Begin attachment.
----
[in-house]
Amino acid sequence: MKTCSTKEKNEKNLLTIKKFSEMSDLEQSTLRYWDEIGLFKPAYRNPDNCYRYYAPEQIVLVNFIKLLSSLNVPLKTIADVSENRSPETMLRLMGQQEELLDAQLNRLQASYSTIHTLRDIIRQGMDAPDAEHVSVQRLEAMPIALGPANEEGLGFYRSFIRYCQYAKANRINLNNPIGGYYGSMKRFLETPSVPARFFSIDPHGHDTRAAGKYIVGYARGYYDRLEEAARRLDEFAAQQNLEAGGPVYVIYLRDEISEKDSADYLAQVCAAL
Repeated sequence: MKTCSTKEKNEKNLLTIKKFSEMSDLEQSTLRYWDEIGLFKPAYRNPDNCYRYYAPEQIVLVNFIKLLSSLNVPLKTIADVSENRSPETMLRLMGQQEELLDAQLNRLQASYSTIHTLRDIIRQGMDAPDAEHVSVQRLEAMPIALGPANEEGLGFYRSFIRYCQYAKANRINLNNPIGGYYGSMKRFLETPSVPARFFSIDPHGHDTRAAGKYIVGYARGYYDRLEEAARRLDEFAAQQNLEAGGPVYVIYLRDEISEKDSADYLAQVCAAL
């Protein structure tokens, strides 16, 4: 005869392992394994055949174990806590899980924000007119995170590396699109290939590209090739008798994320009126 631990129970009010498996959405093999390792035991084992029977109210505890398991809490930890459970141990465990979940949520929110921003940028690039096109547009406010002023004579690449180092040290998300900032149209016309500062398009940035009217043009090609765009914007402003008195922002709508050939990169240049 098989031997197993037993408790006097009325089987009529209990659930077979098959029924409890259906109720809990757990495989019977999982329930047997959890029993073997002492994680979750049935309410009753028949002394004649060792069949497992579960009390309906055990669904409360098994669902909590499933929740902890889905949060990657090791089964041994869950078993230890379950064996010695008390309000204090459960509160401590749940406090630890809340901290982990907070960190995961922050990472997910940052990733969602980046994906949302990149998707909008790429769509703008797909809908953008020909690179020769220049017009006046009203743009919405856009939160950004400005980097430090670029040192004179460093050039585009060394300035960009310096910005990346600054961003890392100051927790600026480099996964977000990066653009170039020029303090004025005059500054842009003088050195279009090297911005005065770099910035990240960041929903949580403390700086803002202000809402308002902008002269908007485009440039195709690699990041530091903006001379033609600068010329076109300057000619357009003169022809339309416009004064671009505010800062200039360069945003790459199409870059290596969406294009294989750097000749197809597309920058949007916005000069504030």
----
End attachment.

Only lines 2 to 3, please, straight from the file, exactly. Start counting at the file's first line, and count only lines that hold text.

Amino acid sequence: MKTCSTKEKNEKNLLTIKKFSEMSDLEQSTLRYWDEIGLFKPAYRNPDNCYRYYAPEQIVLVNFIKLLSSLNVPLKTIADVSENRSPETMLRLMGQQEELLDAQLNRLQASYSTIHTLRDIIRQGMDAPDAEHVSVQRLEAMPIALGPANEEGLGFYRSFIRYCQYAKANRINLNNPIGGYYGSMKRFLETPSVPARFFSIDPHGHDTRAAGKYIVGYARGYYDRLEEAARRLDEFAAQQNLEAGGPVYVIYLRDEISEKDSADYLAQVCAAL
Repeated sequence: MKTCSTKEKNEKNLLTIKKFSEMSDLEQSTLRYWDEIGLFKPAYRNPDNCYRYYAPEQIVLVNFIKLLSSLNVPLKTIADVSENRSPETMLRLMGQQEELLDAQLNRLQASYSTIHTLRDIIRQGMDAPDAEHVSVQRLEAMPIALGPANEEGLGFYRSFIRYCQYAKANRINLNNPIGGYYGSMKRFLETPSVPARFFSIDPHGHDTRAAGKYIVGYARGYYDRLEEAARRLDEFAAQQNLEAGGPVYVIYLRDEISEKDSADYLAQVCAAL